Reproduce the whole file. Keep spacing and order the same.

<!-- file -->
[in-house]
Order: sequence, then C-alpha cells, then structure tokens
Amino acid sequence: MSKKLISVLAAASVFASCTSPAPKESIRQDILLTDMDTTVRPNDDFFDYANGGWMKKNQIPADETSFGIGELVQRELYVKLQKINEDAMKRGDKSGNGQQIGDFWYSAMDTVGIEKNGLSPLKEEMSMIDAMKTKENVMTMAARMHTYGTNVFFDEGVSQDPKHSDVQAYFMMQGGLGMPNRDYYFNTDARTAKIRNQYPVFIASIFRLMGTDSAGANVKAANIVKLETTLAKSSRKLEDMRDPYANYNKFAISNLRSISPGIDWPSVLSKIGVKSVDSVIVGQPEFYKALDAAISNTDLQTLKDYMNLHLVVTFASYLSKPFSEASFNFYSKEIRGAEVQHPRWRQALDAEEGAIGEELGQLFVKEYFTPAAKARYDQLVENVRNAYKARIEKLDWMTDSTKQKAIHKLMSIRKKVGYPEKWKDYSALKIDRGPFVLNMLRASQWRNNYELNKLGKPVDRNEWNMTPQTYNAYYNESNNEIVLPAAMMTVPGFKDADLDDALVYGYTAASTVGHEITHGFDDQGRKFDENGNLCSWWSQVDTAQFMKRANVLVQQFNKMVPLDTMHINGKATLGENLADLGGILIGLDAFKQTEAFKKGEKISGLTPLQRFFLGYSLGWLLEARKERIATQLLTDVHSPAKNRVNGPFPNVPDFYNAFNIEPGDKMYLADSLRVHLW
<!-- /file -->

[in-house]
Order: sequence, then C-alpha cells, then structure tokens
Amino acid sequence: MSKKLISVLAAASVFASCTSPAPKESIRQDILLTDMDTTVRPNDDFFDYANGGWMKKNQIPADETSFGIGELVQRELYVKLQKINEDAMKRGDKSGNGQQIGDFWYSAMDTVGIEKNGLSPLKEEMSMIDAMKTKENVMTMAARMHTYGTNVFFDEGVSQDPKHSDVQAYFMMQGGLGMPNRDYYFNTDARTAKIRNQYPVFIASIFRLMGTDSAGANVKAANIVKLETTLAKSSRKLEDMRDPYANYNKFAISNLRSISPGIDWPSVLSKIGVKSVDSVIVGQPEFYKALDAAISNTDLQTLKDYMNLHLVVTFASYLSKPFSEASFNFYSKEIRGAEVQHPRWRQALDAEEGAIGEELGQLFVKEYFTPAAKARYDQLVENVRNAYKARIEKLDWMTDSTKQKAIHKLMSIRKKVGYPEKWKDYSALKIDRGPFVLNMLRASQWRNNYELNKLGKPVDRNEWNMTPQTYNAYYNESNNEIVLPAAMMTVPGFKDADLDDALVYGYTAASTVGHEITHGFDDQGRKFDENGNLCSWWSQVDTAQFMKRANVLVQQFNKMVPLDTMHINGKATLGENLADLGGILIGLDAFKQTEAFKKGEKISGLTPLQRFFLGYSLGWLLEARKERIATQLLTDVHSPAKNRVNGPFPNVPDFYNAFNIEPGDKMYLADSLRVHLW